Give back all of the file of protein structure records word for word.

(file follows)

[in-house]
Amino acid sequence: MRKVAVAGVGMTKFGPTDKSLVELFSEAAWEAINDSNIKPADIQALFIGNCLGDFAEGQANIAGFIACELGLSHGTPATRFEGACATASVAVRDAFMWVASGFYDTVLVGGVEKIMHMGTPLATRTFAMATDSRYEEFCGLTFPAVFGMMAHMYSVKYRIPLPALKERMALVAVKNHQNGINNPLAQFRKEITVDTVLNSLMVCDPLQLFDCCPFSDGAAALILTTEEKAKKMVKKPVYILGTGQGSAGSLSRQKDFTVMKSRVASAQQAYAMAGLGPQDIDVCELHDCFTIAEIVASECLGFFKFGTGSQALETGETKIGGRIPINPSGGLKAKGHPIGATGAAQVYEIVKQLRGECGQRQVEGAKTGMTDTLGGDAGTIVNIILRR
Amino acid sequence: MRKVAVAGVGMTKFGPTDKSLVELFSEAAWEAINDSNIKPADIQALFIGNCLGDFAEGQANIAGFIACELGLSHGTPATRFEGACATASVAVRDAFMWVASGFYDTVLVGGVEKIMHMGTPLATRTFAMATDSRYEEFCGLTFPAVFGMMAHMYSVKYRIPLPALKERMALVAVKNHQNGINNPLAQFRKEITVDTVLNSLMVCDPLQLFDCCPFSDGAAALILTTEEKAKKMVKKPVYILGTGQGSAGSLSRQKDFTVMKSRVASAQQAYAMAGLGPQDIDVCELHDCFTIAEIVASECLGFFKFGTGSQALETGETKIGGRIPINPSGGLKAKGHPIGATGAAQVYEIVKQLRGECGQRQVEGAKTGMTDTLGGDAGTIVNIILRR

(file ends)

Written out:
[in-house]
Amino acid sequence: MRKVAVAGVGMTKFGPTDKSLVELFSEAAWEAINDSNIKPADIQALFIGNCLGDFAEGQANIAGFIACELGLSHGTPATRFEGACATASVAVRDAFMWVASGFYDTVLVGGVEKIMHMGTPLATRTFAMATDSRYEEFCGLTFPAVFGMMAHMYSVKYRIPLPALKERMALVAVKNHQNGINNPLAQFRKEITVDTVLNSLMVCDPLQLFDCCPFSDGAAALILTTEEKAKKMVKKPVYILGTGQGSAGSLSRQKDFTVMKSRVASAQQAYAMAGLGPQDIDVCELHDCFTIAEIVASECLGFFKFGTGSQALETGETKIGGRIPINPSGGLKAKGHPIGATGAAQVYEIVKQLRGECGQRQVEGAKTGMTDTLGGDAGTIVNIILRR
Amino acid sequence: MRKVAVAGVGMTKFGPTDKSLVELFSEAAWEAINDSNIKPADIQALFIGNCLGDFAEGQANIAGFIACELGLSHGTPATRFEGACATASVAVRDAFMWVASGFYDTVLVGGVEKIMHMGTPLATRTFAMATDSRYEEFCGLTFPAVFGMMAHMYSVKYRIPLPALKERMALVAVKNHQNGINNPLAQFRKEITVDTVLNSLMVCDPLQLFDCCPFSDGAAALILTTEEKAKKMVKKPVYILGTGQGSAGSLSRQKDFTVMKSRVASAQQAYAMAGLGPQDIDVCELHDCFTIAEIVASECLGFFKFGTGSQALETGETKIGGRIPINPSGGLKAKGHPIGATGAAQVYEIVKQLRGECGQRQVEGAKTGMTDTLGGDAGTIVNIILRR